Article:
Somewhere, each of us harbors thoughts of making real what may only be fanciful, intangible thoughts, ideas, or sometimes just feelings. Yeah, it comes from deep inside, and can draw from most any desire: "You know what would be cool," and "if only..." Most times, though completed in our minds over and over, the physical realization remains elusive. Film producer Chris Zarpas earns his keep making almost-real the musings of tinseltown storytellers-not quite palpable, but nonetheless physical in 35mm celluloid. Chris's automotive conception, however, is embodied in the steel, sight, sound, and sensation generated by the 'Cuda shown here.
As Chris tells it, "When I decided a few years ago that I wanted a car built, I spent a lot of time really looking at cars, thinking about cars, and basically revisiting all of the favorite cars from my youth-cars I remembered from the time I was 10 years old." It was the heyday of the musclecar, but the cars that were most memorable to Chris were Mopars. In the part of Virginia where he grew up, these were the cars people aspired to; cars for people who really loved cars, and spent their weekends working on them. Chris's car would be a Mopar, but with such a wide selection available, which one? A stripped-down racer like a Road Runner? The ultimate combination of luxury and performance-the Gran Coupe? The outrageous Daytona?
The clincher was a visit to the Ottis Chandler Museum in Camarillo, California, one of the finest collections of musclecars in the country. According to Chris, "That's what sealed it. When I saw the collection of Mopar musclecars he had there, I decided that I had to own one, and it had to be a great one. That's when I started to look for the car." Desire cemented into a concept, met only by a particular car: It had to be a '70, the pinnacle of the genre; an original four speed convertible; a small block car, in a perfect world, a 340; a 'Cuda.
Circumstance places Chris smack in the middle of some of the best driving in the country-those famous stretches of California road between the Pacific Coast Highway and the Ventura Freeway; the most important of these being Mulholland Highway in the hills and canyons of Malibu. The 'Cuda would be built for twisty two-lanes, throwing around the canyons, or more relaxed open-air excursions along the Coast Highway. While in mind the lead player was cast and the scene set, what remained was the reality in '70 Mopar metal.
After six months of casual looking, fate intervened at a newsstand when a delivery literally dropped the new Hemming's at Chris's feet. Inside was the car, a 1970 four-speed convertible 340 'Cuda-$6,000 ask, condition rough. With two other buyers on their way to steal his chance, it was time to throw-down by wire, sight unseen. The 'Cuda was had.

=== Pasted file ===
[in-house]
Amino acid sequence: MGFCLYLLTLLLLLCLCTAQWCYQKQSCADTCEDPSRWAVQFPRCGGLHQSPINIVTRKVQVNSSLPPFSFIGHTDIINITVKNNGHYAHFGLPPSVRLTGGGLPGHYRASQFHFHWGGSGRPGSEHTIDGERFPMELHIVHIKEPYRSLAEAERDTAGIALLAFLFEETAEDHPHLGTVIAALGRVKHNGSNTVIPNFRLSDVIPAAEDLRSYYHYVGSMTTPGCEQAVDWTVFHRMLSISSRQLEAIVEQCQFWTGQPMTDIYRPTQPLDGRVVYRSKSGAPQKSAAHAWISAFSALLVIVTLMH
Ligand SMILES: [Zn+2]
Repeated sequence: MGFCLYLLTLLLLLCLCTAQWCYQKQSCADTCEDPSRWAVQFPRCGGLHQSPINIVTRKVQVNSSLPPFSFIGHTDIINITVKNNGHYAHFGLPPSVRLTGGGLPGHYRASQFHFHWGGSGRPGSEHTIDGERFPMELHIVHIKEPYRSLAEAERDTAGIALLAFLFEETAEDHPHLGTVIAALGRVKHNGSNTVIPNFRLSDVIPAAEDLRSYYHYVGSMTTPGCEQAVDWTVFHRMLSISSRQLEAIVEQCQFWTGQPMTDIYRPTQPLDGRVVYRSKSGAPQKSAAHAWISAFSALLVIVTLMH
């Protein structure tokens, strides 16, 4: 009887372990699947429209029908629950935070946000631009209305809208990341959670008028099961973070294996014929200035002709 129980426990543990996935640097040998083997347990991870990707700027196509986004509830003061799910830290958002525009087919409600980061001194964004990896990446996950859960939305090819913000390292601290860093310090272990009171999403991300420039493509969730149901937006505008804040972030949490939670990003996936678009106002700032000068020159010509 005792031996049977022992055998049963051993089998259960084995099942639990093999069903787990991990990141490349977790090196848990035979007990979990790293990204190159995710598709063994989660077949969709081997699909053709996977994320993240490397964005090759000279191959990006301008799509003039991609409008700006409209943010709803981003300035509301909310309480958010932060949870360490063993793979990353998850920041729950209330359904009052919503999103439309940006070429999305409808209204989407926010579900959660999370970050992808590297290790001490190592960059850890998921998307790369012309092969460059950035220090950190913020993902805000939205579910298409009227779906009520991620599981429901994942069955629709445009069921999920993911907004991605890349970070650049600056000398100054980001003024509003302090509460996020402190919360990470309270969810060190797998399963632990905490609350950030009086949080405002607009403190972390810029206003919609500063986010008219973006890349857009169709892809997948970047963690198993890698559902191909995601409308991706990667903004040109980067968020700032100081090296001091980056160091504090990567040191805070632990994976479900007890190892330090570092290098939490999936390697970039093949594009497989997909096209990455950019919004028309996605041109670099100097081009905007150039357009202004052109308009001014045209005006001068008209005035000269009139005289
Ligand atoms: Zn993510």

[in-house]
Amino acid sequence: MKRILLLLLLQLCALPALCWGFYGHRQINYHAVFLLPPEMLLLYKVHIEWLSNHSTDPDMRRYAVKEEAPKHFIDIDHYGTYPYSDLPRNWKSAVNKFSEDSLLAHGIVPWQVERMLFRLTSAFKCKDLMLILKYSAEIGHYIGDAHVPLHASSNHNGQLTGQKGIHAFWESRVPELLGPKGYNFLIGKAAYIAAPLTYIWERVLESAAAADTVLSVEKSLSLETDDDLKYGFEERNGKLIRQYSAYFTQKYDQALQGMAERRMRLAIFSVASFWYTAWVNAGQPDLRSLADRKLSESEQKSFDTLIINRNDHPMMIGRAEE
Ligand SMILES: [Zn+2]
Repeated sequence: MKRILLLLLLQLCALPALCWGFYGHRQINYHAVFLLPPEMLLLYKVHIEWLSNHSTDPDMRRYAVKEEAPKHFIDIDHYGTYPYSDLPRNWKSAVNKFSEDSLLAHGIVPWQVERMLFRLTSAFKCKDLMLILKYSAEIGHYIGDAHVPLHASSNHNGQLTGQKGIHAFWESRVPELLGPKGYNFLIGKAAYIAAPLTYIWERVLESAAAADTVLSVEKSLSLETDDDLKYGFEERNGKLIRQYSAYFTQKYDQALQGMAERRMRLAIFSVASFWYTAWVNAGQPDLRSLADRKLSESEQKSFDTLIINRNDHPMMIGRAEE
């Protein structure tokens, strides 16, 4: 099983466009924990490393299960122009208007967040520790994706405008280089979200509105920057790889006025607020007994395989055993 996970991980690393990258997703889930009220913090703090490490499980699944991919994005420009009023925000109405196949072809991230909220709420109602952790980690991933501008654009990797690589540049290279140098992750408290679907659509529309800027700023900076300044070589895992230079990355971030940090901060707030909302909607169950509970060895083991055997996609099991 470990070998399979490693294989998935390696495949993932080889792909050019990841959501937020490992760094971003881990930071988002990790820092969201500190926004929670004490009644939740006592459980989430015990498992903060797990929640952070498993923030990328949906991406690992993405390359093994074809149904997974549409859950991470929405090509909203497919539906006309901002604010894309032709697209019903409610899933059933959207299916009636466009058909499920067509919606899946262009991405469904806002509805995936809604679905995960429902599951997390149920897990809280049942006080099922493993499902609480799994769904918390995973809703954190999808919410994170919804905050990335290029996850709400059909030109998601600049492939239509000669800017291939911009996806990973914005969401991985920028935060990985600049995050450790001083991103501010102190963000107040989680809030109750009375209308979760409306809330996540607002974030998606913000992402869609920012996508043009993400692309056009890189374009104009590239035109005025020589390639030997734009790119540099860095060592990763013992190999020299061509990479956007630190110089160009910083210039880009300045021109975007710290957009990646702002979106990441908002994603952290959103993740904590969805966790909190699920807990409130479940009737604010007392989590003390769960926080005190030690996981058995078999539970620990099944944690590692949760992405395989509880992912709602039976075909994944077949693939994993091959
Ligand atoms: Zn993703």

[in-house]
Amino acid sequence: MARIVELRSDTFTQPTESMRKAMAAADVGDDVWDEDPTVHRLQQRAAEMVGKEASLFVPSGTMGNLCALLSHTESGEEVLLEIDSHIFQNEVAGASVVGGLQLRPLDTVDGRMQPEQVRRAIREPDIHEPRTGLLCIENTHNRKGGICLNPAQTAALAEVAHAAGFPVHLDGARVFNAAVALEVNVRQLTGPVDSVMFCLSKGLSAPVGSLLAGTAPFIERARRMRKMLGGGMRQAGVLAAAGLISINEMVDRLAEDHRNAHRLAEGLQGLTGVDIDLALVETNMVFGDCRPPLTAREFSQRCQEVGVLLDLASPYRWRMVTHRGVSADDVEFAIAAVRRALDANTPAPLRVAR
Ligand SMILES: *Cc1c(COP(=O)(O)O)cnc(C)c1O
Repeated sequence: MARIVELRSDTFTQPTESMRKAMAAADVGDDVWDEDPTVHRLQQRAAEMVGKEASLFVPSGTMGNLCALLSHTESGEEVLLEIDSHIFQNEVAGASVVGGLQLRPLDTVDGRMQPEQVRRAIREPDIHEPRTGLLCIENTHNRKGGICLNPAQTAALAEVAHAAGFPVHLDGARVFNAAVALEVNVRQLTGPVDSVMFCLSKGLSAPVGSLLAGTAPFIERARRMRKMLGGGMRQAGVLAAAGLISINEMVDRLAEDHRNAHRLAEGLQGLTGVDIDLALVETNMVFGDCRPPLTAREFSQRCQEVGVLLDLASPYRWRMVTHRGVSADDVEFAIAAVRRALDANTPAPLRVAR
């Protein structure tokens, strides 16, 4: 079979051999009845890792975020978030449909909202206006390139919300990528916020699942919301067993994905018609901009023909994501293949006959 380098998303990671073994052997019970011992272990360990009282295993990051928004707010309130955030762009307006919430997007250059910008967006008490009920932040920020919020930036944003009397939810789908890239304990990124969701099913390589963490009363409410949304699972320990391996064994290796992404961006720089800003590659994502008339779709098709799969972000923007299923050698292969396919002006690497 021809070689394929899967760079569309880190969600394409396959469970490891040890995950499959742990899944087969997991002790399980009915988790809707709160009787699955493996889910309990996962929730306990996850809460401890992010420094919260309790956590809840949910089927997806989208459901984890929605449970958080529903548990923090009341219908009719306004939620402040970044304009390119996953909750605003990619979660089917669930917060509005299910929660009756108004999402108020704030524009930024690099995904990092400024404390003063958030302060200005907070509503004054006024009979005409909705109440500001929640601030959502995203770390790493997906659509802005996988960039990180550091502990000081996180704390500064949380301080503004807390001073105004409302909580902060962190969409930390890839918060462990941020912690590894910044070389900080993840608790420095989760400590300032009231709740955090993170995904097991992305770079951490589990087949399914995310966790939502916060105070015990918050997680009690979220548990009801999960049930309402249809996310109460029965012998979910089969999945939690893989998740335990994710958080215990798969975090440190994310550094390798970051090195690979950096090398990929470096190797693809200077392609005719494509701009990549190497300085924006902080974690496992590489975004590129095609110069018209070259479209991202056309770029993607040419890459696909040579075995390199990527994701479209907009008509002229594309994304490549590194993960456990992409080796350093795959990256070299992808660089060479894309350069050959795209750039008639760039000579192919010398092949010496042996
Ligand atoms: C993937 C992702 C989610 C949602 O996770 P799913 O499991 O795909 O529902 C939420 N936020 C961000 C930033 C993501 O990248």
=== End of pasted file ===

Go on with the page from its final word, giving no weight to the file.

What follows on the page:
Chris had seen the movie Phantasm II, featuring the black Hemi 'Cuda. He tracked down the film's producer and asked him who built the car, which lead to Greg Buhlinger. This made for the collaboration which gave this car its finished form. Greg, known locally for O.E. restos, had warned Chris against a rough project car, which is just what the advertised drop-top turned out to be. "Find a nice car, and I'll make it perfect," was Greg's advice. Chris, however, felt the odds of acquiring exactly "his" car were thin, so it'd be build-from-scratch. Success came down to well-planned execution. The balance of a manually-shifted 340 E-Body provides the basis for the performance sought, while there's no questioning the visual impact of a drop-top E. Thus started what would become a 15-month restoration and modification process.
Chris relates, "I wanted a car that was high performance by modern standards, with stand-out presence. We decided that we'd build-up the 340, with the goal of making 350, if not 400 horsepower." The inspiration for the engine package came from the July '98 issue of Mopar Muscle magazine, where the Smallblock Power Combo Guide detailed the 400hp Edelbrock 340 Performer RPM Power Package. Chris continues, "That was the engine we built, and I wanted it married to a six-speed transmission. The finished car had to be something I'd want to take on road trips, run through the canyons to really enjoy the car. I was building it to drive, not sit in the garage or to be trailered to car shows." The built 340, six-speed Richmond trans, and 3.90:1 rear axle ratio makes for a car that's extremely quick, but with the overdrive ratio in the trans, still compatible with highway driving. The six speed provides the ultimate combination of quickness and roadability at high speeds.
In adherence to the plans for corner-turning performance, judicious but effective mods were made to the 'Cuda's suspension, improving road holding while maintaining the original character. In this vein, rubber-band tires on monster rims weren't considered-the car rides on resto correct 15x7-inch factory Rallye wheels, wrapped in modern, but subtle BFGoodrich skins. Underneath and out of sight, more purposeful liberties were taken, with PST Polygraphite Bushings, fat swaybars, and KYB gas shocks to reinforce the already stout factory H/D suspension. A custom 16:1 quick ratio manual steering box from Firm Feel directs the action, while providing undampened road feel.